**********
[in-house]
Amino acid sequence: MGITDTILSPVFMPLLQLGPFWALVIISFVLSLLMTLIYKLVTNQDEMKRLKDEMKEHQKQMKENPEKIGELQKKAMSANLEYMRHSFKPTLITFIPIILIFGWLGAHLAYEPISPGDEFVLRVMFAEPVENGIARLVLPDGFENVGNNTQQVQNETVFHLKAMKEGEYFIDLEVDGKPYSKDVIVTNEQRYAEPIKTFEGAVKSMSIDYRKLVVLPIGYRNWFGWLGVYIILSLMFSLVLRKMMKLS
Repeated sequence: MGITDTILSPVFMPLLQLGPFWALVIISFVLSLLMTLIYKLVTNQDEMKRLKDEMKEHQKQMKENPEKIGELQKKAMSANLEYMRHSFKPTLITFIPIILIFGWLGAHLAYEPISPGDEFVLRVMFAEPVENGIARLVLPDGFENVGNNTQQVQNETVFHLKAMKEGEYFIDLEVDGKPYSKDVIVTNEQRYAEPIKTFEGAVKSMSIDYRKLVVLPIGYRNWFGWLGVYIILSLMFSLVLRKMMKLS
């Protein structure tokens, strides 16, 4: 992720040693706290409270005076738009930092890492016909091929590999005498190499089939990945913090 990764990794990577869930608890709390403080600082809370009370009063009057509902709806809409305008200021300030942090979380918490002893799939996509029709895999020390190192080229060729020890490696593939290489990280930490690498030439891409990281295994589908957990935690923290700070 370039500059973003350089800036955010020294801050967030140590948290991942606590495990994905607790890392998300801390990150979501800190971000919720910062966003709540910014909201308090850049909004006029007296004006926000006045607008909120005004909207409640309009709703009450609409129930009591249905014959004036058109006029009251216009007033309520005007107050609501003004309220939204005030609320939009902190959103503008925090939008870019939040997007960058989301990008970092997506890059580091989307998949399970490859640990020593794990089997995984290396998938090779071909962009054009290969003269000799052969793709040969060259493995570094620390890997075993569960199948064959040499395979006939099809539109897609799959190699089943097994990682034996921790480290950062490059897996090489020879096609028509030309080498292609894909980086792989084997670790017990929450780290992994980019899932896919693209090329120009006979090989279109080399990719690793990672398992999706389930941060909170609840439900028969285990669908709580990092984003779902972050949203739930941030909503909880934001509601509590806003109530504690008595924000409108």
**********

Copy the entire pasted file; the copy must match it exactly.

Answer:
[in-house]
Amino acid sequence: MGITDTILSPVFMPLLQLGPFWALVIISFVLSLLMTLIYKLVTNQDEMKRLKDEMKEHQKQMKENPEKIGELQKKAMSANLEYMRHSFKPTLITFIPIILIFGWLGAHLAYEPISPGDEFVLRVMFAEPVENGIARLVLPDGFENVGNNTQQVQNETVFHLKAMKEGEYFIDLEVDGKPYSKDVIVTNEQRYAEPIKTFEGAVKSMSIDYRKLVVLPIGYRNWFGWLGVYIILSLMFSLVLRKMMKLS
Repeated sequence: MGITDTILSPVFMPLLQLGPFWALVIISFVLSLLMTLIYKLVTNQDEMKRLKDEMKEHQKQMKENPEKIGELQKKAMSANLEYMRHSFKPTLITFIPIILIFGWLGAHLAYEPISPGDEFVLRVMFAEPVENGIARLVLPDGFENVGNNTQQVQNETVFHLKAMKEGEYFIDLEVDGKPYSKDVIVTNEQRYAEPIKTFEGAVKSMSIDYRKLVVLPIGYRNWFGWLGVYIILSLMFSLVLRKMMKLS
């Protein structure tokens, strides 16, 4: 992720040693706290409270005076738009930092890492016909091929590999005498190499089939990945913090 990764990794990577869930608890709390403080600082809370009370009063009057509902709806809409305008200021300030942090979380918490002893799939996509029709895999020390190192080229060729020890490696593939290489990280930490690498030439891409990281295994589908957990935690923290700070 370039500059973003350089800036955010020294801050967030140590948290991942606590495990994905607790890392998300801390990150979501800190971000919720910062966003709540910014909201308090850049909004006029007296004006926000006045607008909120005004909207409640309009709703009450609409129930009591249905014959004036058109006029009251216009007033309520005007107050609501003004309220939204005030609320939009902190959103503008925090939008870019939040997007960058989301990008970092997506890059580091989307998949399970490859640990020593794990089997995984290396998938090779071909962009054009290969003269000799052969793709040969060259493995570094620390890997075993569960199948064959040499395979006939099809539109897609799959190699089943097994990682034996921790480290950062490059897996090489020879096609028509030309080498292609894909980086792989084997670790017990929450780290992994980019899932896919693209090329120009006979090989279109080399990719690793990672398992999706389930941060909170609840439900028969285990669908709580990092984003779902972050949203739930941030909503909880934001509601509590806003109530504690008595924000409108």